Damon Thibodeaux was 22 years old and had a job as a deckhand in July 1996. That same month, his step-cousin was strangled to death. Thibodeaux was wrongfully convicted of the murder of his cousin and spent 15 years on death row, in solitary confinement, before his exoneration through DNA testing on September 28, 2012.
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Crystal Champagne left her family’s Westwego, Louisiana, apartment in July 1996 to go to the nearby mall, and when she did not return home as expected, her family began a search for her. The search ended the following evening when her body was discovered along the levee in Bridge City. A piece of red extension cord was wrapped around her neck. In addition, her shirt was pulled above her breasts and her shorts were pulled down, suggesting a possible sexual assault.
Investigation and Trial
Thibodeaux first became a suspect because of his familial relationship with Champagne. He initially denied any involvement in the crime and agreed to take a polygraph. He was informed that he had failed the polygraph.
After many hours of interrogation, he gave a recorded statement confessing to consensual and non-consensual sex with the victim and then to beating and murdering her. Only 54 minutes were recorded out of the entire nine-hour interrogation. Thibodeaux’s confession was inconsistent with the crime in numerous ways; for example, he stated that he used a white or gray speaker wire from his car to strangle Champagne, though it was a red cord.
Although forensic examiners could find no evidence of semen in the victim’s body, a detective theorized that a sexual assault still could have occurred and that post-mortem maggot activity had consumed and degraded the evidence. Additionally, two eyewitnesses testified that they saw someone pacing near where the body was found. They both selected Thibodeaux from a photo array and identified him in court.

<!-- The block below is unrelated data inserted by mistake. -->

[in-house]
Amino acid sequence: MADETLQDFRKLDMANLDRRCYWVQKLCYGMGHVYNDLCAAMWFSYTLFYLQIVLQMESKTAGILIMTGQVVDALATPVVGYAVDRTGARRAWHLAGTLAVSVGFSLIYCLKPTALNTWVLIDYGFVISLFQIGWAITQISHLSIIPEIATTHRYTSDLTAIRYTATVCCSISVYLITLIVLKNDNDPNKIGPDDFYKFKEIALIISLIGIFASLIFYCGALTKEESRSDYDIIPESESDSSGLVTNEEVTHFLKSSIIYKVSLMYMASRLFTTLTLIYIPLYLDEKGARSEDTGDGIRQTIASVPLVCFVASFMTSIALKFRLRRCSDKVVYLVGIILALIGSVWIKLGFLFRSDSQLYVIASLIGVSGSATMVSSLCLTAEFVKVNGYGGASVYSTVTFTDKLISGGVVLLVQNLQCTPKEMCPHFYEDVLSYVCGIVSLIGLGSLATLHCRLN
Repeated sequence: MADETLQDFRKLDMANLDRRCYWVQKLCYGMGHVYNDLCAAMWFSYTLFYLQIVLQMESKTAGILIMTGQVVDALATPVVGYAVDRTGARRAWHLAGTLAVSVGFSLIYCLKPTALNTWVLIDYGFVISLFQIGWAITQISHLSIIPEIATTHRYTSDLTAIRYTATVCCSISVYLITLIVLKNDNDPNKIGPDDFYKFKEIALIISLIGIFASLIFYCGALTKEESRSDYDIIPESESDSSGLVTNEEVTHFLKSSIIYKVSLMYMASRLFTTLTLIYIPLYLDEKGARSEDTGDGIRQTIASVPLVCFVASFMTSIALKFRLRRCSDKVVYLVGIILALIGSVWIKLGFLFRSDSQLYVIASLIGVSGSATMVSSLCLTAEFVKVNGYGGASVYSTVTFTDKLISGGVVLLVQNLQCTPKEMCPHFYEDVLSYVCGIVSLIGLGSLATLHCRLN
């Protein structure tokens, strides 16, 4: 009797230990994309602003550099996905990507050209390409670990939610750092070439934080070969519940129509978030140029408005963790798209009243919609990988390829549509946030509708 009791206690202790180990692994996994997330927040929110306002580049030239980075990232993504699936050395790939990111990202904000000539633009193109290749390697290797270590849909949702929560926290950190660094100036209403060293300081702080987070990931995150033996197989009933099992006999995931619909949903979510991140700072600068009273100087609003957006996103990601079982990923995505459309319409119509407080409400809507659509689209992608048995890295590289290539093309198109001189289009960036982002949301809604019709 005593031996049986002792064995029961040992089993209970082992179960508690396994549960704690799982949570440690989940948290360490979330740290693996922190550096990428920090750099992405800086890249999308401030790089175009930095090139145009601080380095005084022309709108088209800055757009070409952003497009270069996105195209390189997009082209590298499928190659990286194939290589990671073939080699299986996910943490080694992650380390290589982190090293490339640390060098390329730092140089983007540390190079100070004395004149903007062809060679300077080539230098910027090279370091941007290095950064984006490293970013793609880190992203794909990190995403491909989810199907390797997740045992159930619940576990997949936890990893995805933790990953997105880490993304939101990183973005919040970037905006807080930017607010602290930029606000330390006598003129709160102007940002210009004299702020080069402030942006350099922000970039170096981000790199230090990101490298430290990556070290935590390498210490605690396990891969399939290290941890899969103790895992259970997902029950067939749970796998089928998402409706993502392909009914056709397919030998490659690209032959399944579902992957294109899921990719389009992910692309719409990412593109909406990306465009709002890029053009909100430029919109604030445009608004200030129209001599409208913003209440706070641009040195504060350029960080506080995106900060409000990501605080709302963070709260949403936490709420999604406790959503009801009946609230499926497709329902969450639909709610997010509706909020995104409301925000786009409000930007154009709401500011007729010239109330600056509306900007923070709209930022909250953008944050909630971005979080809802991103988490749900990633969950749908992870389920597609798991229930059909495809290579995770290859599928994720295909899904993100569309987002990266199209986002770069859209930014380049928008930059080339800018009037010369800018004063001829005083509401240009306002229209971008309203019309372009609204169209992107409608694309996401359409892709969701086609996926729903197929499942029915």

Despite any physical evidence linking Thibodeaux to the murder, he was convicted and sentenced to death row in Louisiana.
In 2007, based on evidence of Thibodeaux’s innocence, the Jefferson Parish District Attorney’s Office initiated a joint reinvestigation with the Innocence Project and the rest of Thibodeaux’s legal team. Several forensic experts concluded that there was no physical evidence connecting Thibodeaux to the murder and that, contrary to Thibodeaux’s statement, the victim had not been sexually assaulted. DNA on the cord in the tree, which had tested positive for blood in the original investigation, revealed male DNA that did not belong to Thibodeaux.
The eyewitnesses who identified Thibodeaux as the man they had seen pacing near the crime scene stated that they had, in fact, already seen Thibodeaux’s photo in the news media before taking part in the identification procedure. Moreover, they stated that the sighting had in fact occurred the day after the body was found, when Thibodeaux was already in custody.
The reinvestigation further confirmed that Thibodeaux’s confession was false in every significant aspect. The prosecution’s own expert had concluded prior to the original trial that Thibodeaux falsely confessed based on fear of the death penalty, but this information was never shared with the defense.
District Attorney Paul Connick, Jr. joined the Innocence Project, the Capital Post-Conviction Project of Louisiana, and the law firm of Fredrikson & Byron in agreeing to overturn Thibodeaux’s conviction and death sentence. He was released in September 2012 after 15 years on death row and a total of 16 years of wrongful incarceration. He was the 300th person exonerated through DNA testing.
Life after Exoneration
Following his release, Thibodeaux moved to Minnesota and began working at Fredrikson & Byron, the law firm that helped to exonerate him. Thibodeaux also earned his high school diploma.
Thibodeaux is an active speaker for wrongful conviction reform, and he has told his story at Innocence Project events and other organizations’ events around the country.
As Thibodeaux said in an interview last year with KARE NBC Minnesota, "The best part of my day, no matter how good the rest of my day is, is when I wake up every morning and I don't see those bars."